With all the talk about climate change and how it’s slowly killing wildlife, have you ever wondered how many penguins are left in the world? They are mostly known for being the best-dressed animals on the planet and for living in Antarctica. As of 2018, more than 12 million of them occupy the icy continent, according to the “State of Antarctic Penguin” report — but that’s not all of them.
Roughly 40 million of the flightless birds live in the Southern Hemisphere, with only the Galápagos penguin living north of the equator. Populations of most penguin species are decreasing, and experts are worried because penguins are so much more important than you think.
There are as many as 19 kinds of penguins but several species are endangered, with biologists warning that more should be classified as such. Yellow-eyed penguins are among the most threatened, with no more than 3,500 mature individuals remaining.
Climate change impacts the distribution of the birds’ food within the ocean by moving it away and out of reach, drastically threatening their numbers in the future. This is one of several effects some climate scientists say cannot be stopped.
Overfishing is also a huge problem for penguin populations. The erect-crested penguin has lost about three-quarters of its population in the last 20 years. The Galapagos penguin is also at risk of extinction, with fewer than 1,200 mature individuals remaining.
As ocean and air temperatures warm, there will be less ice available in Antarctica, affecting penguins there. The emperor penguin relies on the ice, using it as a platform to hatch and raise chicks. It’s the only penguin species that nests during the winter.
With their black and white plumage, penguins are some of the most recognizable birds in the world. They are so beloved that they even have their own holiday. In honor of World Penguin Day, celebrated on April 25 every year, 24/7 Tempo reviewed the International Union for Conservation of Nature’s Red List of Threatened Species to determine how many of each penguin species. Some of them are officially classified as endangered and may even go extinct.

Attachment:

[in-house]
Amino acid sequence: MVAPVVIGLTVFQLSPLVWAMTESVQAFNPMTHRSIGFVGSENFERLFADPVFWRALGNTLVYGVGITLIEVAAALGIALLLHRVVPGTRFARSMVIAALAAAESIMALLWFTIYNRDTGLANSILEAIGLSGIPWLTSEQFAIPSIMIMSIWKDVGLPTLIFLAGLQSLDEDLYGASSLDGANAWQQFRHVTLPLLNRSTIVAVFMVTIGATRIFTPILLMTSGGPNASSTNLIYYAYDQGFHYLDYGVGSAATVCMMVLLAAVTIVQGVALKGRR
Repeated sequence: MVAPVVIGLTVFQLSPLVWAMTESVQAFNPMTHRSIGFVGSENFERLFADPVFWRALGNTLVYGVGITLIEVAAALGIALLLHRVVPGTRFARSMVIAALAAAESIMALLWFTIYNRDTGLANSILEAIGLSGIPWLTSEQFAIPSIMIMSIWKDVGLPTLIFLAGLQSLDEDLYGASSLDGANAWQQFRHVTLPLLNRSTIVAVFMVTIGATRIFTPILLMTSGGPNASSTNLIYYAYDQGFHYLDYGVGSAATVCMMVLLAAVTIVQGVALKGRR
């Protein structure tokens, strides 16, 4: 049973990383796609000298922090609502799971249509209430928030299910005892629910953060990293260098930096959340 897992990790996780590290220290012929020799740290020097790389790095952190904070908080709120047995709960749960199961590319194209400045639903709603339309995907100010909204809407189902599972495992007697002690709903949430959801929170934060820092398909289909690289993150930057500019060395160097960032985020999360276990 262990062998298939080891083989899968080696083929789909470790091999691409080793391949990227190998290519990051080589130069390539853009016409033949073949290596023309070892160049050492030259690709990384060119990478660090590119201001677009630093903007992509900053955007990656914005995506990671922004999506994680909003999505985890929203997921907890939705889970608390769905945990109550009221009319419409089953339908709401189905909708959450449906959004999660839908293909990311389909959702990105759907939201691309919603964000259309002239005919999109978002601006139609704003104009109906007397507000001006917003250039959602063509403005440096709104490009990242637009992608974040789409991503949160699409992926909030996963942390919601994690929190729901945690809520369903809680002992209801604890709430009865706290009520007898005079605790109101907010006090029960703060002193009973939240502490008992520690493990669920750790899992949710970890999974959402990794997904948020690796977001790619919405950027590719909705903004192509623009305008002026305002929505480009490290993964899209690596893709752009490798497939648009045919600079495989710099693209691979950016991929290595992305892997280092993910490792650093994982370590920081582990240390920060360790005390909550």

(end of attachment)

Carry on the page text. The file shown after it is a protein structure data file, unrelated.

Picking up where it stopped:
|Penguin Species||Mature Individuals||Population Trend||Generation Length of Life||Geographic Range|
|Macaroni||12,600,000||Decreasing||11.4 years||Antarctica, South America; South Africa, Australia, New Zealand|
|Chinstrap||8,000,000||Decreasing||9.9 years||South America, Antarctica Australia, New Zealand, South Africa|
|Adelie||7,580,000||Increasing||12 years||Antarctica, Australia, New Zealand|
|Magellanic||3,200,000||Decreasing||17.5 years||South America, Antarctica, Australia, New Zealand|
|Southern Rockhopper||2,500,000||Decreasing||11.5 years||South America, Australia, New Zealand, South Africa|
|Royal||1,700,000||Stable||14.1 years||Australia, Argentina, South Atlantic Ocean|
|Gentoo||774,000||Stable||7 years||Antarctica, Australia, New Zealand, South America|
|Emperor||595,000||Unknown||20.4 years||Antarctica, New Zealand, South America, South Atlantic Ocean|
|Northern Rockhopper||480,600||Decreasing||9 years||French Southern Territories; Saint Helena, Ascension and Tristan da Cunha, South Africa, Falkland Islands|
|Little Penguin||469,760||Stable||7.6 years||Australia, New Zeland, Chile|
|Erect-Crested||150,000||Decreasing||11.5 years||New Zealand, Antarctica, Argentina, Australia, Falkland Islands|
|Snares||63,000||Stable||11.1 years||New Zealand, Australia, Argentina, Falkland Islands|
|African||50,000||Decreasing||10 years||Namibia, South Africa, Angola, Mozambique, Congo; Gabon|
|Humboldt||32,000||Decreasing||10.6 years||Chile, Peru, Colombia, Ecuador, Alaska|
|Yellow-Eyed||2,528-3,480||Decreasing||7 years||New Zealand|
|Fiordland||2,500-9,999||Decreasing||9.6 years||New Zealand, Australia|
|King||3,200,000||Increasing||13-15 years||South America, South Atlantic Ocean, South Africa, Antarctica, Australia, New Zealand|